After all, your website is tailored to generate leads for further conversation and sales, not direct sales all by itself.
Set your goals so that they’re realistic and achievable, while also pushing you to perfect your site content and sales funnels.
Within Conversions, you’ll see the eCommerce section. This is specifically for businesses that are selling physical or virtual products on their websites.
Within the Overview report, you’ll find eCommerce conversion rates, your average order value, quantity of products sold and unique purchases.
You can access your Product Performance report to compare how individual products perform against each other. This is a great way to spot seasonal trends and determine how pricing changes impact sales.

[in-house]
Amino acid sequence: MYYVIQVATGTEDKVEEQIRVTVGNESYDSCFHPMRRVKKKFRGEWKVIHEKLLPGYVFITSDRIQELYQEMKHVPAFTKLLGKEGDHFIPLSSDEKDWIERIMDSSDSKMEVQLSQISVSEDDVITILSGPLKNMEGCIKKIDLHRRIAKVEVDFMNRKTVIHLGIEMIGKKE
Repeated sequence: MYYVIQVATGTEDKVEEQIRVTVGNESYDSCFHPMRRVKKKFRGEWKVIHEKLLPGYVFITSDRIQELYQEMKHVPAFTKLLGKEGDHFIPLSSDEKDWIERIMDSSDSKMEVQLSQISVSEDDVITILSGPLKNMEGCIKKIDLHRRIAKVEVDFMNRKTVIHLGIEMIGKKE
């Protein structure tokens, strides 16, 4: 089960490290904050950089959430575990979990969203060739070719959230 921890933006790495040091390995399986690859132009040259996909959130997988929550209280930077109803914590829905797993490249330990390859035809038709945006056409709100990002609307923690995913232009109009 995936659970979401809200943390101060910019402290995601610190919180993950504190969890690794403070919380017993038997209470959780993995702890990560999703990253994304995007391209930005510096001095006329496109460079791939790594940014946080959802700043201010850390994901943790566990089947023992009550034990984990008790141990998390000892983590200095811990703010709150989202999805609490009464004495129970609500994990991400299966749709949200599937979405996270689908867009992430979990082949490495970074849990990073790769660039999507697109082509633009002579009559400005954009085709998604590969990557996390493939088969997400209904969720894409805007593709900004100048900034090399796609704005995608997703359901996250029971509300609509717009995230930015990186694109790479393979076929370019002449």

To look at your total revenue, pull up the Sales Performance Report. This will break down daily sales performance data and metrics.
Beyond those sections, you can dive into the Transaction report and Time to Purchase.
When you want to see a full view of a user’s journey and path on your website, use Multi-Channel Funnels.
This section reveals what actions a site visitor took that lead to their conversion, such as:
- Signing up for your newsletter
- Downloading an informational guide
- Reading a specific blog post
Access the Overview report to see an overall summary of how each marketing channel drives conversions to your website and which channels contribute the most traffic conversions.
If you find out that free social media posts are converting far more than your paid or promoted posts, you might consider focusing more efforts on your free campaigns.
This section has only one report. It’s called the Model Comparison Tool.
Use the Model Comparison Tool when you want to get an understanding of the differences in conversion rates when you change attribution.
For example, let’s say you wrote a blog post that was driving a lot of users to your conversion landing page. Let’s also say that you used a paid social media post to drive users to that landing page.